Australian voters recently brought a long-expected end to a tumultuous six-year Labor government. The election gave a parliamentary majority to a centrist conservative coalition formed by the Liberal Party, whose leader, former Rhodes Scholar Tony Abbott, became prime minister with a pledge to encourage “enterprise to flourish.”

The rightward turn of the Australian electorate reflects the notion that the Liberals (remember, they lead a conservative coalition) offer a better chance of steering the economy and the government budget in the right direction.

Australia faces falling revenues and contracting investment as a long-term boom in iron and coal exports appears to be ending.

Yet Labor lost not just due to its failed policies, but because its internal divisions turned off voters. The party called in Kevin Rudd to replace its previous leader, Julia Gillard, in June as polls indicated Labor was headed for a historic defeat.

Ms. Gillard had replaced Mr. Rudd as the party’s head in 2010 because his stormy temperament alienated party leaders.

In the dead-heat 2010 national elections that followed, Ms. Gillard was able to form a government only by allying with a small number of Green Party members. That led her to enact a carbon tax that she had opposed during the election campaign, a move that was widely unpopular.

Mr. Abbott has promised to repeal it.

At least one U.S. political observer sees an American parallel in Australia’s power shift.

Americans for Limited Government President Nathan Mehrens says a repeal of the carbon tax by the new Australian government should encourage the congressional Republicans who want to “de-fund” Obamacare.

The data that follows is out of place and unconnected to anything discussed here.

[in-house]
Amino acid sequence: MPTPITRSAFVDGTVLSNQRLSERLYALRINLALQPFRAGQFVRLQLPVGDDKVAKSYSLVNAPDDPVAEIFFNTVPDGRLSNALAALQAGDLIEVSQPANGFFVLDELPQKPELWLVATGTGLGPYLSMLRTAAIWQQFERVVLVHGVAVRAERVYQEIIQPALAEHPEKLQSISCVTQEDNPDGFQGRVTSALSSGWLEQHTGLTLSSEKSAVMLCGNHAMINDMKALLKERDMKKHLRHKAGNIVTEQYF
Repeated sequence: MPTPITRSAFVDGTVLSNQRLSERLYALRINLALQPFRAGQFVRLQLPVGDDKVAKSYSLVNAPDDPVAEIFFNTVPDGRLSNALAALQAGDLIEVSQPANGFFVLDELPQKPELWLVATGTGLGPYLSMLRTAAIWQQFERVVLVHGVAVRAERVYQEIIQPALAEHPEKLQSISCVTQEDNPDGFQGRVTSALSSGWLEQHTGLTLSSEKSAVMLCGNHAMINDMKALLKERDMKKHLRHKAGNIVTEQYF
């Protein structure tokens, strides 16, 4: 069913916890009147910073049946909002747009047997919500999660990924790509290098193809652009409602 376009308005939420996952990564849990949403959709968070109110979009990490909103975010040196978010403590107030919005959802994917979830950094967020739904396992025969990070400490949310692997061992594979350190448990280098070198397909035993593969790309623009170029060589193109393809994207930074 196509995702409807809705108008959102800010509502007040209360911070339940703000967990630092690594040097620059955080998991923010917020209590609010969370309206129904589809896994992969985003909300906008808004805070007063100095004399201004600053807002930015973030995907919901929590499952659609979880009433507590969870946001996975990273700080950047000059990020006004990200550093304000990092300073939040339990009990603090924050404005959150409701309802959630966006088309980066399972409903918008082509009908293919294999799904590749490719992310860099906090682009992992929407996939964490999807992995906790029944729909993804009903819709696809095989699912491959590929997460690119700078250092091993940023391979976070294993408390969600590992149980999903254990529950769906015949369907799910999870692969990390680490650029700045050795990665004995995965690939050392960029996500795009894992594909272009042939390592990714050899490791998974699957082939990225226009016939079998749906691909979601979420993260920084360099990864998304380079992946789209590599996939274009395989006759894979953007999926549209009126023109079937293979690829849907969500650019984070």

The Liberal ascendancy will depend on a coalition with the National Party in the Australian House of Representatives, providing a comfortable majority.

But it will have to look for support from six independent members of the 76-seat Senate to pass legislation, suggesting that gridlock may be in the offing.

Perhaps it can pick up one vote from the senator of the Australian Motoring Enthusiast Party and another from the senator for the Australian Sports Party.

After all, the new prime minister was described in an endorsement in The Australian newspaper as a “volunteer firefighter, surf lifesaver, endurance athlete and charity cyclist.”

On the other hand, as Charleston area residents know all too well, motorists and cyclists don’t always see eye to eye on policy issues.

One vote the new government will not have to worry about: Julian Assange, the founder of Wikileaks and the Australian Wikileaks Party, failed in his bid for a Senate seat, underperforming even the failed candidate of the Australian Sex Party. Mr. Assange is living in the Ecuadorian embassy in London in order to escape an arrest warrant for his extradition to Sweden — to face sexual assault charges.

Like New York voters who turned away from Anthony Weiner’s bid to become the city’s next mayor, Australians appear to have had enough of candidates dogged by sex scandals.